A few years ago, I chose to work in the car business for a while. I had decided that I really wanted to learn more about sales and the car business seemed like a great place to learn what I needed through immersion and it really was a useful learning experience.
One of the toughest things about doing a great job of selling in that business is sorting out which vehicle is going to truly best suit the customer’s needs. As you are working away, showing your products to the buyer and watching them get excited about possibilities it is easy for both parties to lose the plot, getting distracted by other elements of the deal such as payment and hot-looking cars that don’t necessarily match the day-to-day usage the person has for their future vehicle. And so, keeping focused on getting the person a car that will best suit their needs becomes a central discipline to doing a good job of helping that person.
So it goes too with channel marketing incentives – with the ability to provide customized programs, you have the opportunity to show your partners that you care about them by taking the time to create programs that are harmonious with how your partners operate and tailor sales incentives to their particular needs.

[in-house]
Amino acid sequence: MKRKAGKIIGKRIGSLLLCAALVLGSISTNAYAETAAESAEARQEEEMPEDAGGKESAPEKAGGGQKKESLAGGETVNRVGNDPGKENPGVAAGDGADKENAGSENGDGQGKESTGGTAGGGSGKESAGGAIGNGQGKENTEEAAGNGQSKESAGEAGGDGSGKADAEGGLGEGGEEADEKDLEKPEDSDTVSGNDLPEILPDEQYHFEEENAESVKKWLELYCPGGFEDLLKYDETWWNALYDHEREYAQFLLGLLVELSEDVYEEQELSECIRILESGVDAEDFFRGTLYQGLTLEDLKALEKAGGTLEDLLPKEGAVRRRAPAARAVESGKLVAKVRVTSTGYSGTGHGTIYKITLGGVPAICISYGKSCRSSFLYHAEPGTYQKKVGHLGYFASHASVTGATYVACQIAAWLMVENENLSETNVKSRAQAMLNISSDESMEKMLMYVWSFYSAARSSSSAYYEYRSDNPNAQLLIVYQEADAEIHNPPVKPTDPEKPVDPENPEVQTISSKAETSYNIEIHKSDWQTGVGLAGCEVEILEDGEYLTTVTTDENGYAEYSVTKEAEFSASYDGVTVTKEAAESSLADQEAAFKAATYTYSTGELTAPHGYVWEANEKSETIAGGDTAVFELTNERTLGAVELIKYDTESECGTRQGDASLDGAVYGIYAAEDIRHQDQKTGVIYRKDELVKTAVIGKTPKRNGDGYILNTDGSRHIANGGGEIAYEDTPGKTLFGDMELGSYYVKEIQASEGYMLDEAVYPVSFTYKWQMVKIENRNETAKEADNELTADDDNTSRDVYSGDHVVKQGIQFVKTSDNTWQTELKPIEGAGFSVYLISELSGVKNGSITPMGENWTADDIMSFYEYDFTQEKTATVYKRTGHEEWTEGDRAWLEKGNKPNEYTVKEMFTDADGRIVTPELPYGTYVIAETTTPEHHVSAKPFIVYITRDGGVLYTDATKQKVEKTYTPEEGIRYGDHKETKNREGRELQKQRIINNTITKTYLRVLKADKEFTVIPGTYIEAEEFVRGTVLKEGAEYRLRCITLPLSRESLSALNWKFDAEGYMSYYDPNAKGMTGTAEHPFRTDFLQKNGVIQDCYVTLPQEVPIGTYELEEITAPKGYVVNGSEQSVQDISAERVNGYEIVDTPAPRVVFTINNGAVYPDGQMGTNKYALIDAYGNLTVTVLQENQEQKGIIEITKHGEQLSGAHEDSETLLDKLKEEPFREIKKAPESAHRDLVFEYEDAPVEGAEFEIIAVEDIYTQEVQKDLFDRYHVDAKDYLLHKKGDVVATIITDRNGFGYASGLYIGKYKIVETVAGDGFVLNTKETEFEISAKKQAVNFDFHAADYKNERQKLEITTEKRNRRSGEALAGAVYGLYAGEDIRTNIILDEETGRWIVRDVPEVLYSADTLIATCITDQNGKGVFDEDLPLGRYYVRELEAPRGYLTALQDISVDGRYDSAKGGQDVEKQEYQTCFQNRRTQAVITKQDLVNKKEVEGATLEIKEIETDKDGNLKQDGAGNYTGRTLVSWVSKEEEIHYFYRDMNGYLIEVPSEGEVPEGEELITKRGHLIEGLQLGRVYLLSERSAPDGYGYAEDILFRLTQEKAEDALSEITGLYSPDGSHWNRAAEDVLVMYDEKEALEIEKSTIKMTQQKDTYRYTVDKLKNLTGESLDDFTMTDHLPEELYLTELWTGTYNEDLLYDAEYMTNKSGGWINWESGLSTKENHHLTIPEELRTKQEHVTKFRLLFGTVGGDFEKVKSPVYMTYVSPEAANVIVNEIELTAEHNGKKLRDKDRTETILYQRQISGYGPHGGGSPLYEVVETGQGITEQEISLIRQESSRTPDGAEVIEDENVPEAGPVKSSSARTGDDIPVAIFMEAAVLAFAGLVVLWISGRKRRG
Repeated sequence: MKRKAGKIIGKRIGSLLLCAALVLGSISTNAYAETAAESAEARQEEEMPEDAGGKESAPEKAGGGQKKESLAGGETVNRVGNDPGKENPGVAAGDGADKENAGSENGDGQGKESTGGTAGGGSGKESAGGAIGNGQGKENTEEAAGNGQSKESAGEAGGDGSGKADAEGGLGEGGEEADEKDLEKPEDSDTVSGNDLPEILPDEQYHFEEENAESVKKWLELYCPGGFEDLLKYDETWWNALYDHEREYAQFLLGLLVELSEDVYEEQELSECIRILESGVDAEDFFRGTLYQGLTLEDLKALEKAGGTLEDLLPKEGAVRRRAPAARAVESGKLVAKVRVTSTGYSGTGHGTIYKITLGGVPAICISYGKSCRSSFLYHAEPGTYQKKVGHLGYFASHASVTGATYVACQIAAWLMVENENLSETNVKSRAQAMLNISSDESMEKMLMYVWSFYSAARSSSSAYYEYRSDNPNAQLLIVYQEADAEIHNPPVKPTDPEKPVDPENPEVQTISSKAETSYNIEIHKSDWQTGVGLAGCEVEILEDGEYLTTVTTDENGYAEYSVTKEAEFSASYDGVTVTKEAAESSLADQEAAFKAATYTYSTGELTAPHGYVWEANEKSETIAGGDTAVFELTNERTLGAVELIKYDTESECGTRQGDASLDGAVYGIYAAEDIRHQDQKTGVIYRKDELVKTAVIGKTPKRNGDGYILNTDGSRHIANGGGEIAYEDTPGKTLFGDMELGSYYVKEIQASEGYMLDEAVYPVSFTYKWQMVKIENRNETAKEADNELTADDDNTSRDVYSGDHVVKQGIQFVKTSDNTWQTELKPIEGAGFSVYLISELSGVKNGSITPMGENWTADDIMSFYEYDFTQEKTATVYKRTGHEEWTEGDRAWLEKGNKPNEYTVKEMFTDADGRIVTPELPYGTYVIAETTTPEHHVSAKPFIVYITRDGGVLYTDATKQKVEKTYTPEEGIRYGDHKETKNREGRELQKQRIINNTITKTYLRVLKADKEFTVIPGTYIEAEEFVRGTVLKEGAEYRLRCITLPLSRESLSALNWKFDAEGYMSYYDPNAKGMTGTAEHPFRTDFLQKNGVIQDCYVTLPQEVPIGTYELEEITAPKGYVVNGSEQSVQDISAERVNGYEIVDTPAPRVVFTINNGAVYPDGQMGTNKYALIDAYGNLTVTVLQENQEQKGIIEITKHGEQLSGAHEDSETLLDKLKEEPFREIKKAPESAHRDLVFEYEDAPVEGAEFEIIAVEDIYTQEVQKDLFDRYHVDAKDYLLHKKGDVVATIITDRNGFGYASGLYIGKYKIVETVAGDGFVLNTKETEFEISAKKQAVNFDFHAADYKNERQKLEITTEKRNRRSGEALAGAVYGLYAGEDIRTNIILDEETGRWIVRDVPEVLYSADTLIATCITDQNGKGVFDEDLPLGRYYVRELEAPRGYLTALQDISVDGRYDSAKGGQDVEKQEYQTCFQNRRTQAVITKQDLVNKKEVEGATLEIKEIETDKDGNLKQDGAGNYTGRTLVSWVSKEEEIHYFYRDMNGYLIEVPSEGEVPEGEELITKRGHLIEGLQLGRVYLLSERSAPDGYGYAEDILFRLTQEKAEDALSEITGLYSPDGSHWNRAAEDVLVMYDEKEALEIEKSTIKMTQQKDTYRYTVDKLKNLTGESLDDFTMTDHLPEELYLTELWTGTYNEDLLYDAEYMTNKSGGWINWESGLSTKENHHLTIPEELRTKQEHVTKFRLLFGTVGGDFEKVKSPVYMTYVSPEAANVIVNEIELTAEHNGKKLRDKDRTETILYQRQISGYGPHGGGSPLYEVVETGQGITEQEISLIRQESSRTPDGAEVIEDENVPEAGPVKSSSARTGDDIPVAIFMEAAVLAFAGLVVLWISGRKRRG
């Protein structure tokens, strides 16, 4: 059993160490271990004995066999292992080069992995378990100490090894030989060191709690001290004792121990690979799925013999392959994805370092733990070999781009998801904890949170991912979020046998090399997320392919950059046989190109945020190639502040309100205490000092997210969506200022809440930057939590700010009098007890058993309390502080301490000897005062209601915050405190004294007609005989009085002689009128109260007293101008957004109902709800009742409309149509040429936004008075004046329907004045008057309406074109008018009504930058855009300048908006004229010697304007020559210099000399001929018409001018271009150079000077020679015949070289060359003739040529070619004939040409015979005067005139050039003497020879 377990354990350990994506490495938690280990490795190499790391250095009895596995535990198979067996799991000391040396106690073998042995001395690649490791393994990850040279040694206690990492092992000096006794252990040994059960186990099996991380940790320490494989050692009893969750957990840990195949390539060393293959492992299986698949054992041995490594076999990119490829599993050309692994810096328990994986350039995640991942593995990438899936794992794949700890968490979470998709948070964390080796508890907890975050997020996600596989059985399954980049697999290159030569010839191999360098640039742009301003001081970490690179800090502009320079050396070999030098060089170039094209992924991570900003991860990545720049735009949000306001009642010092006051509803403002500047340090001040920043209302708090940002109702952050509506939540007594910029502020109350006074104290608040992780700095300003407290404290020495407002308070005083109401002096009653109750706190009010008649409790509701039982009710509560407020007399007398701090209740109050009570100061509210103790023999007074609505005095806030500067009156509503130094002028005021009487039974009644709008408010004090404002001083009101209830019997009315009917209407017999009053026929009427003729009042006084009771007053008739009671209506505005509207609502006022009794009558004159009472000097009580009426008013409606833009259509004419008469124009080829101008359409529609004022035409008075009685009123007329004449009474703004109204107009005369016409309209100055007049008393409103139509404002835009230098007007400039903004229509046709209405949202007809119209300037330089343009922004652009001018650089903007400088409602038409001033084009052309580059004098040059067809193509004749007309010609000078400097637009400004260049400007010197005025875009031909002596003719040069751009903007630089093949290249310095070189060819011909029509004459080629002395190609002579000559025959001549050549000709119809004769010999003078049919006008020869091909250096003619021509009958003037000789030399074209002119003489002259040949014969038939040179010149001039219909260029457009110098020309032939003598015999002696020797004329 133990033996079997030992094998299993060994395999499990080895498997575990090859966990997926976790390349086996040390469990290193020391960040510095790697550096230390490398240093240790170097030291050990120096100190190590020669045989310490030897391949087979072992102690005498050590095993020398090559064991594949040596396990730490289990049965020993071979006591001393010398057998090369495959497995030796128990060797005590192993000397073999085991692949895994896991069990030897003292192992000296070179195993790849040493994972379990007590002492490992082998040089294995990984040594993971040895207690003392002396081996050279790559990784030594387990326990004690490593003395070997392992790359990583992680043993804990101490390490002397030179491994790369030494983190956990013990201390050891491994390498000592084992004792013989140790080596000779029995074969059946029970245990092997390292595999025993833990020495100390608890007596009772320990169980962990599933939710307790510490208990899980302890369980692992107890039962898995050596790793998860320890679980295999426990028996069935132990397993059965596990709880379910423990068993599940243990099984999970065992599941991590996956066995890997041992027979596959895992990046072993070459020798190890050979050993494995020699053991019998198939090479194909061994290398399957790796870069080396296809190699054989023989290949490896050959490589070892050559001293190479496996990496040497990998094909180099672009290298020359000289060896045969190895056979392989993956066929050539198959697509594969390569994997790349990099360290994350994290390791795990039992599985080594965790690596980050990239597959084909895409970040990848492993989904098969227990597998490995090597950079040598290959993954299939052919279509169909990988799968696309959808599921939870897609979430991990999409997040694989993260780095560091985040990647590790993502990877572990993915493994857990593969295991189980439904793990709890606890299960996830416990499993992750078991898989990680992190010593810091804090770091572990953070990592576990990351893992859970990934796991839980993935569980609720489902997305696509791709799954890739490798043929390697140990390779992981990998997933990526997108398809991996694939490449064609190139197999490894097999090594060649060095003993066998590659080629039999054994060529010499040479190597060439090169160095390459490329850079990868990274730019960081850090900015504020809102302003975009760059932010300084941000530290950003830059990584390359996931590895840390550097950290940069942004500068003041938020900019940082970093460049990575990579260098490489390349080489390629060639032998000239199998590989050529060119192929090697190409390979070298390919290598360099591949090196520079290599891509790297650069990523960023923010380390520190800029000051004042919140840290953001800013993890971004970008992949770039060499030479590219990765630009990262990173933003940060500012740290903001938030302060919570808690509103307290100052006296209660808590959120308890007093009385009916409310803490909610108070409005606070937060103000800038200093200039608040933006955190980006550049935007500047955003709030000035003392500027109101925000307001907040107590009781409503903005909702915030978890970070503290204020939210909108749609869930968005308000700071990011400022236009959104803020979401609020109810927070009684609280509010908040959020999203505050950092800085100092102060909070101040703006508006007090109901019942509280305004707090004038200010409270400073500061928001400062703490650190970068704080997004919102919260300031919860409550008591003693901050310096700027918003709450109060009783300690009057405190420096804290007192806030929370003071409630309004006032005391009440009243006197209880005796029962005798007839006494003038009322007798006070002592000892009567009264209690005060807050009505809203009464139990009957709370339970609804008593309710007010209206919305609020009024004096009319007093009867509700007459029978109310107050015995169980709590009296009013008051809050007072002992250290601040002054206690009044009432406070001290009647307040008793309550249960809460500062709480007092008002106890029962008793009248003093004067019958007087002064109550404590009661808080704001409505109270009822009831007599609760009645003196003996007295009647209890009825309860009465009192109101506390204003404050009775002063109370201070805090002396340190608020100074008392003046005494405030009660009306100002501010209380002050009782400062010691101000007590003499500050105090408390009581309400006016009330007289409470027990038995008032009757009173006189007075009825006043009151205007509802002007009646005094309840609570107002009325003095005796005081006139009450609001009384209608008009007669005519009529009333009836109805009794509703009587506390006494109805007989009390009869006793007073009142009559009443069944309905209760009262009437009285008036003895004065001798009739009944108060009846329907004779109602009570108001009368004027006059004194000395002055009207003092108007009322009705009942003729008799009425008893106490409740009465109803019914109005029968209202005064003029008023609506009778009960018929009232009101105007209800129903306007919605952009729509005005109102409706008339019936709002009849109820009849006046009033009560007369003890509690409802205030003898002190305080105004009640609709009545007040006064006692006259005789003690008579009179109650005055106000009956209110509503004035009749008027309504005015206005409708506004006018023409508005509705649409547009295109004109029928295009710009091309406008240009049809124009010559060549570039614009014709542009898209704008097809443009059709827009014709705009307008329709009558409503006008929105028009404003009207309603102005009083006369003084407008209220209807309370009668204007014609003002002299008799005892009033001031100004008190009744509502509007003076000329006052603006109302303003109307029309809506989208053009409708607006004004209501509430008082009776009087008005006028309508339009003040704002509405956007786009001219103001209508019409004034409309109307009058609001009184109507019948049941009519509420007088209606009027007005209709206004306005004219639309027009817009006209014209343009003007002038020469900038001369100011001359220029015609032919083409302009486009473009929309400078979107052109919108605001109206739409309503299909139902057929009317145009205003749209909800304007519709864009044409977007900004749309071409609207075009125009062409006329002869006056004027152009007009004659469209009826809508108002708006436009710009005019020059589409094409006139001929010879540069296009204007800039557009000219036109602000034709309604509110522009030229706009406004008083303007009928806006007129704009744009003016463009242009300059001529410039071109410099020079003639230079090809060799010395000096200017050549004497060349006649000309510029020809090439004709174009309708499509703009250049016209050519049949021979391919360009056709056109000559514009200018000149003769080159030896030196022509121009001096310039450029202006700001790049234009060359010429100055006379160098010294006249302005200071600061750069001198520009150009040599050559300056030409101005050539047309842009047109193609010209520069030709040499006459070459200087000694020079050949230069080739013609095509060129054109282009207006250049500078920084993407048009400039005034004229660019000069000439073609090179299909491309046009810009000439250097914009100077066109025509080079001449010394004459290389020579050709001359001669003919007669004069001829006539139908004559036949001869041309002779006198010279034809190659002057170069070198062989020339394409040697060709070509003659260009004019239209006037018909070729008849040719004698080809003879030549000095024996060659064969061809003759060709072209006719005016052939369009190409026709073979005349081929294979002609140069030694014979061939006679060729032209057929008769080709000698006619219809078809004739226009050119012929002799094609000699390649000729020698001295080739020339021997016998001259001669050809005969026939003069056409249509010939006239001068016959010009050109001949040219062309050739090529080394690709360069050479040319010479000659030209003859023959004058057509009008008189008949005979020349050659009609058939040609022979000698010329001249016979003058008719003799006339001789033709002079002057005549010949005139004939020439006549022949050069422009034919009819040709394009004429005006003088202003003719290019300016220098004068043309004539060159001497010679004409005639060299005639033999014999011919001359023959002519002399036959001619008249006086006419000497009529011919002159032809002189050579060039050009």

Consumer rebate programs have become a great levelling tool, helping brands protect their retailers in all sorts of different marketplaces by offering the customer a cash incentive for choosing the brands product at retail. Just as not every brand and not every customer are the same however, a single rebate program is not going to be equally effective for driving sales at all retailers in all marketplaces. Here are a few simple principles to keep in mind when designing your programs in order for them to have maximum effect:
Price Sensitivity Of The Category
The world is changing; there is no sense fighting that. A major factor affecting manufacturers and retailers alike is inexpensive off-shore goods changing the competitive landscape in so many marketplaces. Couple this with the proliferation of mega-retailers such as Wal Mart, Home Depot and the like and you have some serious new considerations about what controls the price of products in a category. In fact, in recent times even brands who have historically been considered premium or super-premium have started offering special makeup units (SMUs) for mega-retailers because the buying power of some of today’s mega-retailers is bigger than the brands’ entire company. This can cause consumer confusion at point of sale where the brand equity of the previously super-premium brand may factor more heavily into their decision although you may be offering a product that is incredibly featured up for the price bracket it is in.
Many marketplaces are tiered when it comes to pricing and companies have become used to making sure they have a solid offering for each price tier but even then you may sometimes need to compete on price to achieve your objectives at retail. A rebate is most useful to your retailers when it helps them compete on price without having to compromise their own margin.